While the connections between collected data and its uses may often be subtle, there are things users of all ages can understand. For example, when we type on a keyboard, automated software often makes a suggestion of likely next words to type. These suggestions are based on what we have previously typed. The advertisements we see in social media or in a search engine are based on our browsing history or even in-person, in-store purchases. Fitness wearables and applications nudge us to be more active or complete a certain number of steps for the day, based on our past activity or the activity of our friends.

To help younger elementary-aged children get started thinking—without giving them anxiety—ask them about the benefits of digital interactions, for instance still being able to participate in a class read-along even when they can’t be together in person. An important conversation for upper elementary and middle school students is asking them to think about how their digital interactions, both social and educational, differ from their real-world ones. What qualities are missing when the interaction is virtual? What do they like about not-being in person? Any advantages?

Finally, another way to facilitate proactive thinking: ask them to think about the implications if another party records a video or conversation without their knowledge, then posts it online or shares it with strangers. What might a teacher infer about them if they had access to that information? How might that affect the perceptions of someone they’ve never met?

Once a child has mastered these basics and can identify the types of digital data being created about them, they can go deeper to consider which specific applications and tools are involved with their digital interactions and what type of data is created or shared as a result. With these new insights, children will be ready to recognize that much of their data should be protected, and they can mitigate potential negative impacts by thinking carefully before choosing what to make available to others.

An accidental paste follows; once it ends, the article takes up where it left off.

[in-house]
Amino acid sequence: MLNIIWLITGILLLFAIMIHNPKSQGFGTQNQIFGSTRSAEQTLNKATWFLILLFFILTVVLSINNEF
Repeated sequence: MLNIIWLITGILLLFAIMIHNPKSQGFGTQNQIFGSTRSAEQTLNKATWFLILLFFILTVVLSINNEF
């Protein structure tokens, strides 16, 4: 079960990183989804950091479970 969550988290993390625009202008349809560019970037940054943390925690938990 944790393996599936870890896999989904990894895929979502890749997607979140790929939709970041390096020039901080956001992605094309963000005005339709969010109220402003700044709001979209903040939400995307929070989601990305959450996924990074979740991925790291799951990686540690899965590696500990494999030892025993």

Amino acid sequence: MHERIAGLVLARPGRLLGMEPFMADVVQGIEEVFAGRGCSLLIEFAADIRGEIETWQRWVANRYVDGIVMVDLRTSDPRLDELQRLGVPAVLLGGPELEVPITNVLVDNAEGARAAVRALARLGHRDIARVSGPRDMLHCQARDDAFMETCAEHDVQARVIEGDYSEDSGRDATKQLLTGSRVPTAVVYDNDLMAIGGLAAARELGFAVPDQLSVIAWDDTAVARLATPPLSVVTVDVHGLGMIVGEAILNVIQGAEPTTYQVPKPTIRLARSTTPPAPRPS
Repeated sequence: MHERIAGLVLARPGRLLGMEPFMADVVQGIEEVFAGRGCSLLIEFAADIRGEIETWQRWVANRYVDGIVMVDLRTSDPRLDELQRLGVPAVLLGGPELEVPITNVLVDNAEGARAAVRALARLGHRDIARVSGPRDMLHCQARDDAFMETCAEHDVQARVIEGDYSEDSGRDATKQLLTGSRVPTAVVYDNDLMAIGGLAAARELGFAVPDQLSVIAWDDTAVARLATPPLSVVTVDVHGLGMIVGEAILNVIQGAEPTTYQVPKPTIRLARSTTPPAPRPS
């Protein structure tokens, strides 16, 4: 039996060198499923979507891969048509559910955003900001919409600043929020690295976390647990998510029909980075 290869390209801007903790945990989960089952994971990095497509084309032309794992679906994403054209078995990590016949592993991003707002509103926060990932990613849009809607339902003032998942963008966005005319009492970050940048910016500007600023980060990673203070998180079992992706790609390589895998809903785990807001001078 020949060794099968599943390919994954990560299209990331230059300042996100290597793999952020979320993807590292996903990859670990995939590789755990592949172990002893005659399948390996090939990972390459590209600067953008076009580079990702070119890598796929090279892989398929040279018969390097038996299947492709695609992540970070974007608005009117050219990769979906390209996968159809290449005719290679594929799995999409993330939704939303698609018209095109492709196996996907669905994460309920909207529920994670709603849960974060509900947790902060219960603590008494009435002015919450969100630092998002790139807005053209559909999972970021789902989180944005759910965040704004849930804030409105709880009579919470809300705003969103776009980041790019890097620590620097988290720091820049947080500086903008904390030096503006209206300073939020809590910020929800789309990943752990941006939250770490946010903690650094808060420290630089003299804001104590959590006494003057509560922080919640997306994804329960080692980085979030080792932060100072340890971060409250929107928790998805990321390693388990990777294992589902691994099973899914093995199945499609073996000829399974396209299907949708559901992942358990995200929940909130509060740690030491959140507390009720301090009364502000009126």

It is true that the collection of personal data can sometimes be beneficial. Data from educational apps can help teachers connect with families, or engage children with autism in the classroom. Data analyses of disease onset may inspire new treatments and medications. And both children and adults can stay connected to friends and family who live halfway around the world or are simply self-isolating down the street. 

Still, we have more than enough evidence to see that the collection of data about children is a cause for concern. In a 2018 interview with the BBC, Barclays estimated that, by 2030, two-thirds of identity fraud impacting young people would be based on data shared by parents on social media. Already, many human rights experts worry that advertisers, college admissions teams, health insurance providers and potential employers could use data generated by and about kids to limit their future access to opportunities and services.

Once children see and understand the connection between their behaviors and digital data, they can step into the driver’s seat and choose what information to provide, or withhold. And just like new drivers need learning permits, children need to be guided in this process. Instead of just defensively trying to prevent access to the digital world, adults must help them learn offensive strategies for protecting themselves — and their futures.